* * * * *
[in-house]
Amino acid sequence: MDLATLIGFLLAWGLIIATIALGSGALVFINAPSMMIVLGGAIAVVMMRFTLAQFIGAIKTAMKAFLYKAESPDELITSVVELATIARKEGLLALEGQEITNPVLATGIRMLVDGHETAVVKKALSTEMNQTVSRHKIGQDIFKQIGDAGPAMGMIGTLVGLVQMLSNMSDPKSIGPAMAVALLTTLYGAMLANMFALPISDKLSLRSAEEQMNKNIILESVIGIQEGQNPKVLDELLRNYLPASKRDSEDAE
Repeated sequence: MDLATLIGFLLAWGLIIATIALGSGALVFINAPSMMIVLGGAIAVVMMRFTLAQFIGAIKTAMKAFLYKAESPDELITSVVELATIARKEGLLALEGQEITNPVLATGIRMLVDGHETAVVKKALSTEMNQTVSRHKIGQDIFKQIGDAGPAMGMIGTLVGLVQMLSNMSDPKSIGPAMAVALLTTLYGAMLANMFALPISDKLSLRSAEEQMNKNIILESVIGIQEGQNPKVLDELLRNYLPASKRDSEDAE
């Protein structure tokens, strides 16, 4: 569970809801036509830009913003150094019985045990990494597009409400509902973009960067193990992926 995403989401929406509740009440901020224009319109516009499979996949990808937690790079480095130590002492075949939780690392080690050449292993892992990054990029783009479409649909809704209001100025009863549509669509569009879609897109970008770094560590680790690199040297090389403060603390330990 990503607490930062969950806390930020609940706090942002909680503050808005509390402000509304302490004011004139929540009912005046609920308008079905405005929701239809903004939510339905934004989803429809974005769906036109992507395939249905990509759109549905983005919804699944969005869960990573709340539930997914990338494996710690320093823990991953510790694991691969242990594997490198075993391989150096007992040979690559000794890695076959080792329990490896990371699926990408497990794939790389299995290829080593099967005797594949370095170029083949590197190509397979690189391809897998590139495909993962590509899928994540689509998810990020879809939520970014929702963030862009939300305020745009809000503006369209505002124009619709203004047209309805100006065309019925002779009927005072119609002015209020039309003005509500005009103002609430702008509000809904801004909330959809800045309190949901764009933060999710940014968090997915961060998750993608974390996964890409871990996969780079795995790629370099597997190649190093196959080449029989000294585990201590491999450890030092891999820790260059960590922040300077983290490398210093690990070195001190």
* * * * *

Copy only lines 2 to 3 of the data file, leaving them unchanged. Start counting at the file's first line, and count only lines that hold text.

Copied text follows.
Amino acid sequence: MDLATLIGFLLAWGLIIATIALGSGALVFINAPSMMIVLGGAIAVVMMRFTLAQFIGAIKTAMKAFLYKAESPDELITSVVELATIARKEGLLALEGQEITNPVLATGIRMLVDGHETAVVKKALSTEMNQTVSRHKIGQDIFKQIGDAGPAMGMIGTLVGLVQMLSNMSDPKSIGPAMAVALLTTLYGAMLANMFALPISDKLSLRSAEEQMNKNIILESVIGIQEGQNPKVLDELLRNYLPASKRDSEDAE
Repeated sequence: MDLATLIGFLLAWGLIIATIALGSGALVFINAPSMMIVLGGAIAVVMMRFTLAQFIGAIKTAMKAFLYKAESPDELITSVVELATIARKEGLLALEGQEITNPVLATGIRMLVDGHETAVVKKALSTEMNQTVSRHKIGQDIFKQIGDAGPAMGMIGTLVGLVQMLSNMSDPKSIGPAMAVALLTTLYGAMLANMFALPISDKLSLRSAEEQMNKNIILESVIGIQEGQNPKVLDELLRNYLPASKRDSEDAE